When I was a kid, I had a set of children’s red-bound encyclopedia. One volume was “Things to Make and Things To Do,” and I was obsessed with the projects on those pages, projects that involved things you’d have around the house, like popsicle sticks and pipe cleaners (what we would now, annoyingly, refer to as “craft sticks” and “chenille stems”) to make really cool stuff like model airplanes and puppet theaters and, wow, who knows what other marvels! I spent many frustrating hours trying to duplicate the stuff in this book. Because I was a kid and had no particular skills, other than running really fast and avoiding my mother when it was time to have my hair shampooed, the things I made looked nothing like the illustrations in the book, and I usually abandoned them about halfway though, tossing them aside in frustration and disgust at my lack of talent. I wanted to make something, but I didn’t know how to get there.
This is what I hear over and over today: people telling me how they want to make something, they have a deep and abiding need to create–but it just doesn’t work out. They imagine things in their heads, see how fabulous it would be, figure out what they’ll need and how to get started–and then? Then, just like the 10-year-old me who wanted to make a boat so I could float down the creek with my dog, Liebchen (never mind that the creek was never more than about 6” deep), they just can’t get there. Either the glue makes the paper warp, or the seams won’t lie flat or the solder won’t stick or the cover of the journal won’t close (or, in my case, you realize you forgot to ask your dad for nails and a hammer).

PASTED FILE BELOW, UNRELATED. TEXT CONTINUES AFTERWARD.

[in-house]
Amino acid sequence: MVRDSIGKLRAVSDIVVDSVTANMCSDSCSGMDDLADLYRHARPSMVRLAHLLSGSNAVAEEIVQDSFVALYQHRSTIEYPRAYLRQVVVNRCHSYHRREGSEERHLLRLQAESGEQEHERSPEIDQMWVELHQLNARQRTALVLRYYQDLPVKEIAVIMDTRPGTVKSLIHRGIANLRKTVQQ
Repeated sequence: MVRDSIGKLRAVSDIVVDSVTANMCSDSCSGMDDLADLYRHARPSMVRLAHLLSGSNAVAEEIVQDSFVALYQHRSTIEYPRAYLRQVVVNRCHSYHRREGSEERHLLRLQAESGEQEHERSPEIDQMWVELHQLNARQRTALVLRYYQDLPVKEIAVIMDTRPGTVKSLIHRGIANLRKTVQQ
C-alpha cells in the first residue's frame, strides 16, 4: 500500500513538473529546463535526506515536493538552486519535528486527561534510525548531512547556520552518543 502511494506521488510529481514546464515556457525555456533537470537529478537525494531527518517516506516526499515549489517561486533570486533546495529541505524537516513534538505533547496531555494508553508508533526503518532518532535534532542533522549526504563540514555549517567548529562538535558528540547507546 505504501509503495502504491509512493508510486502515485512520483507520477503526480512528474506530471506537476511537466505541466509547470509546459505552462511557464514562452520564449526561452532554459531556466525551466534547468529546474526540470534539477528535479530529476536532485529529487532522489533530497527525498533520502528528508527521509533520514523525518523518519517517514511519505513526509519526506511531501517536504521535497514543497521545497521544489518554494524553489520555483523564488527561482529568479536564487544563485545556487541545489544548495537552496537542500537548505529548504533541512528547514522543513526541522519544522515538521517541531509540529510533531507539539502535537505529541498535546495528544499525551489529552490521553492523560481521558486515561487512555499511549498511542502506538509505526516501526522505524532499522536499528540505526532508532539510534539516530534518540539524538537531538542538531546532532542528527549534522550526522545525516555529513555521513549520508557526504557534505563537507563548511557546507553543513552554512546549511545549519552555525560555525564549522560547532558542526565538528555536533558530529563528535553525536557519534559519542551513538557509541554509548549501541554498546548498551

We are a people who want instant gratification. We zip around the internet at the speed of clicks, we see tv make-overs where people lose hundreds of pounds and gain new muscle tone right before our eyes, we watch videos go viral and circle the globe in mere hours. Many of us have lost the ability to focus, to dig in, to work and master a skill that will enable us to take the next step to where we want to go, but that’s exactly what we need to do: master the skills. Yes, this involves work. No, work is not a dirty word. Many of us have forgotten the fabulous feeling of mastery, that buzz that comes from finally learning to do something really well, so well that you can do it almost without thought, so well that you can get the results you want over and over. Not every time, sure–there are still going to be glitches. But if you’ve truly learned the skills, you’ve also learned some work-arounds, ways to get around glitches and make things work out anyway. That’s why having that skill set is so important: it frees you up to do the fun stuff without re-inventing the wheel every time you sit down at your work table.
Because it has been very gently suggested that I am, perhaps, just a tiny bit wordy, I’m going to stop here and continue talking about skills next time, on Monday. Because you know I have more to say, right?
MORE RESOURCES FOR MIXED MEDIA ARTISTS